One of the historical figures guests might be reminded of is Charles de Gaulle, holed up in the Lutetia in early June 1940, as German forces bore down on Paris. De Gaulle had been a regular in the salon and dining room before the war. He banked at the branch of the Banque de France across the road and was rumoured to have spent his wedding night in the hotel. He would have rubbed shoulders in that prewar period with the Left Bank’s literary demi-monde. The writer and aviator Antoine de Saint-Exupéry was a regular guest, as was James Joyce, who played Irish ballads on the piano in the bar. The night I met a friend for cocktails in the Bar Josephine, named after the Franco-American performer Josephine Baker, young musicians were doing a very passable impression of the Quintette du Hot Club de France.
The Lutetia remained a favourite meeting place for literary Paris after the war. Many of the big publishing houses, notably Gallimard and Grasset, are nearby in Saint-Germain-des-Prés. The hotel has also doubled as an office for academics from the Ecole des Hautes Etudes en Sciences Sociales just down the road. I remember, when I was a student there in the mid-1990s, the philosopher Jacques Derrida holding court in the Lutetia bar on more than one occasion.
On the evening of June 10 1940, de Gaulle was summoned by a gendarme who told him that a car was waiting outside the hotel to take him to a château near Tours in the Loire, where the prime minister Paul Reynaud and other members of the government had sought refuge. According to Assouline, who talked to several people who’d worked in the Lutetia at the time, the general insisted on settling his bill before leaving.
The Germans reached Paris on June 14. For the next four years, the Lutetia, like the other grand hotels in the city, was requisitioned by the occupying power. It became the headquarters of the Abwehr, the German counter-intelligence service, not the Gestapo as is sometimes mistakenly believed. (Among the palace hotels of the Right Bank, the Crillon became the headquarters of the military command for greater Paris; the top brass installed themselves at the Georges V; and the Continental was home to the military tribunal.)
Assouline says that there is something “profoundly unjust” about the reputation that the Lutetia had during these dark years. It wasn’t the only hotel in Paris to be taken over by the Germans, after all, but it was the only one to find “redemption” after the war. It was de Gaulle who decreed in 1945 that the returning deportees should be received at the Lutetia, on account of its being “luxurious yet sober”, a description that could easily be applied to the hotel today, with the subtle blue and grey colour scheme and polished parquet in the rooms, and service that is discreetly attentive rather than obsequious.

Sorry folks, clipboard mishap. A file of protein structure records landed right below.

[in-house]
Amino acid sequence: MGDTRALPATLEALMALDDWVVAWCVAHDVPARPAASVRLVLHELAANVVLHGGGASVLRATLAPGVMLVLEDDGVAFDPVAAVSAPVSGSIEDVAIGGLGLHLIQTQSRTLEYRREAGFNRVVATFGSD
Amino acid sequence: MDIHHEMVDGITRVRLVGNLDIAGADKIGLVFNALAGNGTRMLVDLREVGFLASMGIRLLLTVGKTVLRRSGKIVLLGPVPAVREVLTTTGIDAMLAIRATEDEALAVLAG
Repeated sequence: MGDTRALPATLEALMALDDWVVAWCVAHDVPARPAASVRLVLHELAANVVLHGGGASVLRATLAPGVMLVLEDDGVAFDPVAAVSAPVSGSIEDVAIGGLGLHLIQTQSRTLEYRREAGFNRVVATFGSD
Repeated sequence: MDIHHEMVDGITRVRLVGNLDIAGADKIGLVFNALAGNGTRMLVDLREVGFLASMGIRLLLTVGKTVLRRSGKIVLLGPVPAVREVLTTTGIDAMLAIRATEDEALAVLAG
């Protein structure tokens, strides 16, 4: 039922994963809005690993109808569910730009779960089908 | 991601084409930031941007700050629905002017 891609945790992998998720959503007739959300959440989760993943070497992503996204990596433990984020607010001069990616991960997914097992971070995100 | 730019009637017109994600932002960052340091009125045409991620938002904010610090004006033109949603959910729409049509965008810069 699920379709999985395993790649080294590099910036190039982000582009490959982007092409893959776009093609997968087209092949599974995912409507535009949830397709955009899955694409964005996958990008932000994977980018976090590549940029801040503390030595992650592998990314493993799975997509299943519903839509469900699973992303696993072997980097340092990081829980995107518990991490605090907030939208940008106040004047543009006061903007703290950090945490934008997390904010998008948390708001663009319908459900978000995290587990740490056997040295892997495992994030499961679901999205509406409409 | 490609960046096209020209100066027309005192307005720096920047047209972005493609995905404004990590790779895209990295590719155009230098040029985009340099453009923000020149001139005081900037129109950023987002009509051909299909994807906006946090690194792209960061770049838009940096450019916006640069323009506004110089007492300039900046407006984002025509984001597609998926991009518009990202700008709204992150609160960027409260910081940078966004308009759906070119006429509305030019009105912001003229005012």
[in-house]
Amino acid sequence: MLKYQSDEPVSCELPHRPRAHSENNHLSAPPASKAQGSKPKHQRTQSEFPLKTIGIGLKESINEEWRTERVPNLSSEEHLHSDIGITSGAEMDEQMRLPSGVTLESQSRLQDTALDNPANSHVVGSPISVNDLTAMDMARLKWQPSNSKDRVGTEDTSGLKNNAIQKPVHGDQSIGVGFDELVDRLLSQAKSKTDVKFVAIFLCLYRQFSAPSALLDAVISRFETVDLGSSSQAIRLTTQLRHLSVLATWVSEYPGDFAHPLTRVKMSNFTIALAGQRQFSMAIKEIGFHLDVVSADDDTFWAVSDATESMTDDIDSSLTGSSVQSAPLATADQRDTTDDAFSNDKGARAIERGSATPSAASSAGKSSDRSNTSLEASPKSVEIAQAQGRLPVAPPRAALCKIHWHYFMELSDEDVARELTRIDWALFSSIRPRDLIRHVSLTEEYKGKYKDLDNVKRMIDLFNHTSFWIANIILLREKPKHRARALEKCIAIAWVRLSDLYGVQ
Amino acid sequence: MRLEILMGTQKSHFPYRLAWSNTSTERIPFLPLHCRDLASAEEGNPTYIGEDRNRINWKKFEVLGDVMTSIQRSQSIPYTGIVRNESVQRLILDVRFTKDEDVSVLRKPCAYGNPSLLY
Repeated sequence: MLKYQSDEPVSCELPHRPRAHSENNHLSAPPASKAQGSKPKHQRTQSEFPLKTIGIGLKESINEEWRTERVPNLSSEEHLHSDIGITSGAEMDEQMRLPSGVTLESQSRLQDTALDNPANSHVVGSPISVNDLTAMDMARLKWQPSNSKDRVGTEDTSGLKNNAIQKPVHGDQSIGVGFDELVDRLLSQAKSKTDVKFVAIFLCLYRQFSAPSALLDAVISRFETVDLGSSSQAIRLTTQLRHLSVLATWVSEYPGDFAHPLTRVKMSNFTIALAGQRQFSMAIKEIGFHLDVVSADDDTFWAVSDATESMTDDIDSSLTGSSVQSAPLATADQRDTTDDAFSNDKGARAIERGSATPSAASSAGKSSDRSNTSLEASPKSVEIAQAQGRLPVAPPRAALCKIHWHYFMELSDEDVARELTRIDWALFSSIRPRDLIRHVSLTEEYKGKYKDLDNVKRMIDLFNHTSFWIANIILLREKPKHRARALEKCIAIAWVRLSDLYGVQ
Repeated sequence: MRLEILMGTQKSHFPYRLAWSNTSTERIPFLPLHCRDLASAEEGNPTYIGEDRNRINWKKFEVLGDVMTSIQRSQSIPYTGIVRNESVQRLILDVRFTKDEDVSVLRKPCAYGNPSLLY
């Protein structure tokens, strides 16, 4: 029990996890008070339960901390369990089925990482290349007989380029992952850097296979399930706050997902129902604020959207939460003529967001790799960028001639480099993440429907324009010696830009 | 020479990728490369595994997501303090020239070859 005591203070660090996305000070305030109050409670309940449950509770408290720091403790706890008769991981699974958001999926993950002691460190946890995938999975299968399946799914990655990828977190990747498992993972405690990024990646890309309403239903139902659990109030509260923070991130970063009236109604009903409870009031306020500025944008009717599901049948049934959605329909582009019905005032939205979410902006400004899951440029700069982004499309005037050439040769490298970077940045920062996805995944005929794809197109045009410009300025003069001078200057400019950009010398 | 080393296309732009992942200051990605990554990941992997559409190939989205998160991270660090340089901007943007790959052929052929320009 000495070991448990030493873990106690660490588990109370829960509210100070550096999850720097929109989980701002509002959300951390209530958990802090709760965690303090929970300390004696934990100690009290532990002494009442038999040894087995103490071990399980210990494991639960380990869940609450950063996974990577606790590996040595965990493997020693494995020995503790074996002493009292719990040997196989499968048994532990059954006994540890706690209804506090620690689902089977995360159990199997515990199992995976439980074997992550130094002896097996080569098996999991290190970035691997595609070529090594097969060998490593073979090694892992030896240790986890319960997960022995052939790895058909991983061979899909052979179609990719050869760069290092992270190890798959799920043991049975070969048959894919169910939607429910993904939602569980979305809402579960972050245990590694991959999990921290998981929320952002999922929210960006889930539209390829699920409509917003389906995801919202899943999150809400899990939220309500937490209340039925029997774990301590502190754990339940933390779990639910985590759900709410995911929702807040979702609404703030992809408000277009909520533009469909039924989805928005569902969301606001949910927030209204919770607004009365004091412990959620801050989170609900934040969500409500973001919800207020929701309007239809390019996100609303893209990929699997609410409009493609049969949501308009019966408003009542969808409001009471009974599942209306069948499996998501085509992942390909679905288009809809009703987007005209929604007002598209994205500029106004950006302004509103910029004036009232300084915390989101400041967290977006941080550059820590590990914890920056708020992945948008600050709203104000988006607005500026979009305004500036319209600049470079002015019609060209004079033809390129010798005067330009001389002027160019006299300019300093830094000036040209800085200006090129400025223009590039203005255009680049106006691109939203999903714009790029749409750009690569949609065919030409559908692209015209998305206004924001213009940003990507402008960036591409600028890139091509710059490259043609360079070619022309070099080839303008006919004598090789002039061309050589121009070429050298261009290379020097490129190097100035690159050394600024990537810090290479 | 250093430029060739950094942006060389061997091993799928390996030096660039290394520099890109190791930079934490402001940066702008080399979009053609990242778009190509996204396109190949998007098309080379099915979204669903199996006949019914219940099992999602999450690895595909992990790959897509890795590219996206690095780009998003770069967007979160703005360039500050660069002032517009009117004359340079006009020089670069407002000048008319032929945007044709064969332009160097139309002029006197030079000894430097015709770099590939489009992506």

Concentrating on the dark years also obscures the story of the hotel’s origins, a tale that goes some way to explaining one of its distinctive features compared with its competitors on the Right Bank: that, as Bouvier puts it, “you have always found Parisians at the Lutetia”. And if the queue of locals waiting to get in to the bar on the Saturday night I was there is anything to go by, that’s still the case.
When you love the Lutetia as if it were a person, it is hard to fight off a certain nostalgia at its reawakening
The Lutetia was the brainchild of the Boucicauts, owners of Le Bon Marché department store in the 7th arrondissement. In the early 20th century, they noticed the bulk of their clientele were families from the provincial bourgeoisie, who would come to the capital twice a year to stock up on sheets and kitchen utensils. Why not offer these visitors somewhere to stay close to the store?
The hotel opened in December 1910, on a site across the Boulevard Raspail from Le Bon Marché. The architects were Henri Tauzin and Louis-Hippolyte Boileau, who used the latest glass-and-steel construction techniques. Soon the hotel was a regular destination not only for customers at Le Bon Marché, but also members of the National Assembly, a shortish walk away, and civil servants in the colonial service who traditionally spent summer holidays in Paris.